The Mount Washington Valley was well represented at the 11th annual N.H. Theatre Awards at Pinkerton Academy in Derry, N.H. Saturday, Jan. 26.
M&D Productions of North Conway, N.H. took home best actor in a community production of a drama or comedy for Richard Russo's work in "Halpern and Johnson," and Bob Shea, the artistic director of the Barnstormers Theatre in Tamworth, N.H. was honored with a lifetime achievement award.
This is M&D's second year in a row winning in the best actor category, with the award going to Ken Martin last year for his performance in "Talley's Folly." Russo also won an award last year in the directing category for his sure-handed direction of "Talley's Folly."
Of Russo's performance, I wrote in my review of "Halpern and Johnson" that "Russo gives a wonderfully expressive performance. His facial expressions as he listens to the supposedly virtuous relationship his wife had with another man are priceless. He also reveals deep pain during a monologue about his past."
The other essentially element of Russo's performance is that he truly appeared to be present, engaged and listening to his co-star, David H. Bownes, rather than just waiting for his turn to speak.
Although Russo was unable to attend the awards, he did send an acceptance speech that was read on his behalf.
"I am incredibly honored by this award and wish I could be there in person. I would like to thank the director, cast and crew of this show for making it such a memorable experience. I also thank M&D Productions for providing a safe and supportive, creative atmosphere in the wilds of North Conway."
In a video, Shea was honored and lovingly roasted for his tireless efforts as the artistic director of Barnstormers. The video included a fictional school in which students can learn to be an artistic director just like Bob Shea. This was an amusing tribute to Shea, who was reminded that receiving a lifetime achievement award doesn't mean there isn't anything left to achieve.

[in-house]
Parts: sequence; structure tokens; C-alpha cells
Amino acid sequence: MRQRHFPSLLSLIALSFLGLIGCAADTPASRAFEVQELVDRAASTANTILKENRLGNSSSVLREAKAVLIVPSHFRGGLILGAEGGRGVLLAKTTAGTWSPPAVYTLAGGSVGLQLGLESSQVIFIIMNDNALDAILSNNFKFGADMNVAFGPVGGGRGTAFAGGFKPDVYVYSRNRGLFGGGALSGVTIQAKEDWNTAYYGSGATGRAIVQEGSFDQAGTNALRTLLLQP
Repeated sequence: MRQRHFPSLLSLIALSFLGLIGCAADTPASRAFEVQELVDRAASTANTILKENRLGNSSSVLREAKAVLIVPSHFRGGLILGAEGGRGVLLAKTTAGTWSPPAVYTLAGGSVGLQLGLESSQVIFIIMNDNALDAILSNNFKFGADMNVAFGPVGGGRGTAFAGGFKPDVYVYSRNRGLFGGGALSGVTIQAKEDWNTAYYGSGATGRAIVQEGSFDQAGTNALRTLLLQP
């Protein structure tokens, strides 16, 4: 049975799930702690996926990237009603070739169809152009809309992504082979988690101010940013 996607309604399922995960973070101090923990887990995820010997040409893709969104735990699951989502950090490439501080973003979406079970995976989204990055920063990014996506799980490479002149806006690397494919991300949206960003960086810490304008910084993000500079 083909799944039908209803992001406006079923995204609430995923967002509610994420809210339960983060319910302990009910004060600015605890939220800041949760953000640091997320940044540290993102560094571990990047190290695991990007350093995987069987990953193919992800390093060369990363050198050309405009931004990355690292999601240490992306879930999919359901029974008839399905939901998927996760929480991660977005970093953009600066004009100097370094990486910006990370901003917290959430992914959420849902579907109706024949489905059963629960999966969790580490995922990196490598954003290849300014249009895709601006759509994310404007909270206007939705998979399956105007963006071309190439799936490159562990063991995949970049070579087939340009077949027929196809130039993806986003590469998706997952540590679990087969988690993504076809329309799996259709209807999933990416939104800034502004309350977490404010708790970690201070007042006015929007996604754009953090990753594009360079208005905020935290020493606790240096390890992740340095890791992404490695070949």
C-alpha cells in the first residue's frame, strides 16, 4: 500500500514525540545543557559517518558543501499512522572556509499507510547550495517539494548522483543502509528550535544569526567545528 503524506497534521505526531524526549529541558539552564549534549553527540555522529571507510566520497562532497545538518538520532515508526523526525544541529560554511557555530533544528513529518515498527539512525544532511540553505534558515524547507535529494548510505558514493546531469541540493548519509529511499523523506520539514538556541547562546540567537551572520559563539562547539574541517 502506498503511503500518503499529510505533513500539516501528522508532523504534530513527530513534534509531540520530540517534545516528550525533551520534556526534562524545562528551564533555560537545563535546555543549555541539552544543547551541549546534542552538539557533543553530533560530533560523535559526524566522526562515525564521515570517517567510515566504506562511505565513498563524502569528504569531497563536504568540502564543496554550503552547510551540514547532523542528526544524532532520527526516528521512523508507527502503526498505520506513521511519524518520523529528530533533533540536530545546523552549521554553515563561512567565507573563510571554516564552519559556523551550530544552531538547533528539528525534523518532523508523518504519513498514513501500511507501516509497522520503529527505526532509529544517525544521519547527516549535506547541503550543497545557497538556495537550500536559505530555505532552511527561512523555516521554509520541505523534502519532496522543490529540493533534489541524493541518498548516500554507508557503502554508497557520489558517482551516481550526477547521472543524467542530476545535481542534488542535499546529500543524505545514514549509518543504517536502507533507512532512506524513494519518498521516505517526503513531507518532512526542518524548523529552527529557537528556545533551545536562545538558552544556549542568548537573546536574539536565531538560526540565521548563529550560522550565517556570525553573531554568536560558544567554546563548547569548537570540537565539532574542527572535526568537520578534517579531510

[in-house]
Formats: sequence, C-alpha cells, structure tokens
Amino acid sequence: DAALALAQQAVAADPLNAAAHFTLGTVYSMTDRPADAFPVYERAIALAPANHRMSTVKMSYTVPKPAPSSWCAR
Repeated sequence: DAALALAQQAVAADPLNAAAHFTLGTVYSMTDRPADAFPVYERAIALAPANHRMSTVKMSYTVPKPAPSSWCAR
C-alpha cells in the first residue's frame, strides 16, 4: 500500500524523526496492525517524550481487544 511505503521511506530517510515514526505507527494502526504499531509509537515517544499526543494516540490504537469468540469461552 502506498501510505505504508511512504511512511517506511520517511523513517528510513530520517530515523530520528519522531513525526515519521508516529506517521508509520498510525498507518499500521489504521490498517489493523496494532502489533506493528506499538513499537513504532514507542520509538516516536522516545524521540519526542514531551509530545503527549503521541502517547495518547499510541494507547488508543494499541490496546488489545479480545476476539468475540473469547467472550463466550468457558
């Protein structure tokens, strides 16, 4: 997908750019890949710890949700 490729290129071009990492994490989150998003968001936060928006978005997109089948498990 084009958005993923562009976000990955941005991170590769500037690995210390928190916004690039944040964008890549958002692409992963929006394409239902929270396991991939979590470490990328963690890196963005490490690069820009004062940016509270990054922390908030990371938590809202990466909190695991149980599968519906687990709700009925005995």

Shea kept his acceptance speech short and gracious. He fondly discussed his mentor Francis Cleveland, the Barnstormers' founder and artistic director for 64 years. Cleveland cast Shea in his first equity play, which Shea freely admits he was "terrible" in because he was trying too hard. Luckily, Cleveland took Shea "under his wing and straightened me out."
Cleveland shared this advice with Shea: "Be generous in rehearsal with your colleagues, especially be generous with your audience. Have the courage of your convictions, keep an open mind artistically, raise the bar, always raise the bar and challenge yourself. Don't be afraid to fail and venture beyond your comfort zone."
The N.H. Theatre Awards aren't decided by votes, but rather an adjudication process with representatives from each theater company scoring other companies. Each show is scored in various categories by numerous adjudicators. The highest average score is the show that wins the award. The ceremony honors both community and professional productions.
Through this process making it the top three is also an honor. M&D's "Halpern and Johnson" was top three in two other categories: best scenic design for Deborah Jasien and best director for Ken Martin. On the professional side of things Advice to the Players made it to the top three in the best actress category for Angela Smith in "A Merchant of Venice."
As for the award ceremony itself, it was an improvement over past years that too heavily relied on badly scripted banter between the presenters. The evening was still long, clocking in at nearly four hours long, but moved along more briskly than the previous two years I went.
Once again, several companies from across the state performed scenes from nominated productions. The highlight of these performances was the Peacock Players' rousing rendition of "One More Day" from "Les Miserable." The Peacock Players is a youth company, which makes the caliber of the singing all the more remarkable and awe inspiring. Similarly, Actorsingers' version of "Hard Knock Life" from "Annie" showcased some truly talented young singers.
It was an entertaining and worthy evening that shined a spotlight on the arts and the striking amount of quality throughout New Hampshire, including right here in the Mount Washington Valley.